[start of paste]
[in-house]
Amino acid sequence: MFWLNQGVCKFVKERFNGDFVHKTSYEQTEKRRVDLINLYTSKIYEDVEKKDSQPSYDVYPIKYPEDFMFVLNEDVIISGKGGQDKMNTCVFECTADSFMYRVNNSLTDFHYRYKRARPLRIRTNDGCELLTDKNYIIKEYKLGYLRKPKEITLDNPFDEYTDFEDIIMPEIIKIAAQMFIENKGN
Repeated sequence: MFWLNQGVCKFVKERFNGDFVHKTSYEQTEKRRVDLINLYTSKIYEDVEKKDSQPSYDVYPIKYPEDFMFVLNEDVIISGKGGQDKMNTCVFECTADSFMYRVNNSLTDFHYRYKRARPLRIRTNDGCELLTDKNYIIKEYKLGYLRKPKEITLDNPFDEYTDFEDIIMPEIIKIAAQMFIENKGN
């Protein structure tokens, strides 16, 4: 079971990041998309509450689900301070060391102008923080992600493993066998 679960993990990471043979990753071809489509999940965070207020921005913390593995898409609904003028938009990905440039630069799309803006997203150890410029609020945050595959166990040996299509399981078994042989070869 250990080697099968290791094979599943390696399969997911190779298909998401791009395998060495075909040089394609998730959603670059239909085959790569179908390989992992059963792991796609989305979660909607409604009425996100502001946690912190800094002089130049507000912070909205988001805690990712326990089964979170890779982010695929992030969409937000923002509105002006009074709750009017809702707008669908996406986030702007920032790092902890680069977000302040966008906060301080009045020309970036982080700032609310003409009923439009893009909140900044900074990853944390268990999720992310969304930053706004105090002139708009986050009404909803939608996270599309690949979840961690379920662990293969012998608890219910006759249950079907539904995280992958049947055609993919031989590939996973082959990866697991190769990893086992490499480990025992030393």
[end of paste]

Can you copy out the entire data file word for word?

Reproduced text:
[in-house]
Amino acid sequence: MFWLNQGVCKFVKERFNGDFVHKTSYEQTEKRRVDLINLYTSKIYEDVEKKDSQPSYDVYPIKYPEDFMFVLNEDVIISGKGGQDKMNTCVFECTADSFMYRVNNSLTDFHYRYKRARPLRIRTNDGCELLTDKNYIIKEYKLGYLRKPKEITLDNPFDEYTDFEDIIMPEIIKIAAQMFIENKGN
Repeated sequence: MFWLNQGVCKFVKERFNGDFVHKTSYEQTEKRRVDLINLYTSKIYEDVEKKDSQPSYDVYPIKYPEDFMFVLNEDVIISGKGGQDKMNTCVFECTADSFMYRVNNSLTDFHYRYKRARPLRIRTNDGCELLTDKNYIIKEYKLGYLRKPKEITLDNPFDEYTDFEDIIMPEIIKIAAQMFIENKGN
């Protein structure tokens, strides 16, 4: 079971990041998309509450689900301070060391102008923080992600493993066998 679960993990990471043979990753071809489509999940965070207020921005913390593995898409609904003028938009990905440039630069799309803006997203150890410029609020945050595959166990040996299509399981078994042989070869 250990080697099968290791094979599943390696399969997911190779298909998401791009395998060495075909040089394609998730959603670059239909085959790569179908390989992992059963792991796609989305979660909607409604009425996100502001946690912190800094002089130049507000912070909205988001805690990712326990089964979170890779982010695929992030969409937000923002509105002006009074709750009017809702707008669908996406986030702007920032790092902890680069977000302040966008906060301080009045020309970036982080700032609310003409009923439009893009909140900044900074990853944390268990999720992310969304930053706004105090002139708009986050009404909803939608996270599309690949979840961690379920662990293969012998608890219910006759249950079907539904995280992958049947055609993919031989590939996973082959990866697991190769990893086992490499480990025992030393």